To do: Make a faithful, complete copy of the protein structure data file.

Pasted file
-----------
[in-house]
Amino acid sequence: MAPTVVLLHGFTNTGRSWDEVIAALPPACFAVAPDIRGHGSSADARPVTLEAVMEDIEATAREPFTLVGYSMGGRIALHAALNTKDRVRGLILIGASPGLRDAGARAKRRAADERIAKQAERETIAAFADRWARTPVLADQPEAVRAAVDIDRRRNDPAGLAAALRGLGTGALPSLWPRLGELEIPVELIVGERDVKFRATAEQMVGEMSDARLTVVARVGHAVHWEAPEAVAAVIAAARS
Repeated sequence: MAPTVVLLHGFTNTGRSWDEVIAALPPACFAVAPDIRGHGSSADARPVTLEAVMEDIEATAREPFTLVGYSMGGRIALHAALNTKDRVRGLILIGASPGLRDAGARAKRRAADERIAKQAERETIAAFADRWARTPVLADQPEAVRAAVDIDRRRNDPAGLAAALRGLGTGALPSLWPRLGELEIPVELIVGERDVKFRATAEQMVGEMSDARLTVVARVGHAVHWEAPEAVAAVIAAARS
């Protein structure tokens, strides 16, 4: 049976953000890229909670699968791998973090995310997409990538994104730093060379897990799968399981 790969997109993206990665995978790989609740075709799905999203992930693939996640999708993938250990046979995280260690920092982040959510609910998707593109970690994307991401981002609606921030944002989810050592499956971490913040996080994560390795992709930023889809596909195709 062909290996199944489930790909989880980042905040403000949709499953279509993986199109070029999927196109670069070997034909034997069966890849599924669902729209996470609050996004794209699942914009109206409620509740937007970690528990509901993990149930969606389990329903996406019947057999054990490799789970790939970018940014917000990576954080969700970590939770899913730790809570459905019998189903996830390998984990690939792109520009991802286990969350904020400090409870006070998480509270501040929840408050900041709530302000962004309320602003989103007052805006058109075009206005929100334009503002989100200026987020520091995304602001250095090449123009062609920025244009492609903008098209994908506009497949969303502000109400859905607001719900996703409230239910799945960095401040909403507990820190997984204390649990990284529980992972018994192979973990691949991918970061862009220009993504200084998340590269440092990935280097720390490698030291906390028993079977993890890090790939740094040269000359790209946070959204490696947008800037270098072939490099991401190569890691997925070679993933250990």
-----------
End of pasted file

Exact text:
[in-house]
Amino acid sequence: MAPTVVLLHGFTNTGRSWDEVIAALPPACFAVAPDIRGHGSSADARPVTLEAVMEDIEATAREPFTLVGYSMGGRIALHAALNTKDRVRGLILIGASPGLRDAGARAKRRAADERIAKQAERETIAAFADRWARTPVLADQPEAVRAAVDIDRRRNDPAGLAAALRGLGTGALPSLWPRLGELEIPVELIVGERDVKFRATAEQMVGEMSDARLTVVARVGHAVHWEAPEAVAAVIAAARS
Repeated sequence: MAPTVVLLHGFTNTGRSWDEVIAALPPACFAVAPDIRGHGSSADARPVTLEAVMEDIEATAREPFTLVGYSMGGRIALHAALNTKDRVRGLILIGASPGLRDAGARAKRRAADERIAKQAERETIAAFADRWARTPVLADQPEAVRAAVDIDRRRNDPAGLAAALRGLGTGALPSLWPRLGELEIPVELIVGERDVKFRATAEQMVGEMSDARLTVVARVGHAVHWEAPEAVAAVIAAARS
């Protein structure tokens, strides 16, 4: 049976953000890229909670699968791998973090995310997409990538994104730093060379897990799968399981 790969997109993206990665995978790989609740075709799905999203992930693939996640999708993938250990046979995280260690920092982040959510609910998707593109970690994307991401981002609606921030944002989810050592499956971490913040996080994560390795992709930023889809596909195709 062909290996199944489930790909989880980042905040403000949709499953279509993986199109070029999927196109670069070997034909034997069966890849599924669902729209996470609050996004794209699942914009109206409620509740937007970690528990509901993990149930969606389990329903996406019947057999054990490799789970790939970018940014917000990576954080969700970590939770899913730790809570459905019998189903996830390998984990690939792109520009991802286990969350904020400090409870006070998480509270501040929840408050900041709530302000962004309320602003989103007052805006058109075009206005929100334009503002989100200026987020520091995304602001250095090449123009062609920025244009492609903008098209994908506009497949969303502000109400859905607001719900996703409230239910799945960095401040909403507990820190997984204390649990990284529980992972018994192979973990691949991918970061862009220009993504200084998340590269440092990935280097720390490698030291906390028993079977993890890090790939740094040269000359790209946070959204490696947008800037270098072939490099991401190569890691997925070679993933250990």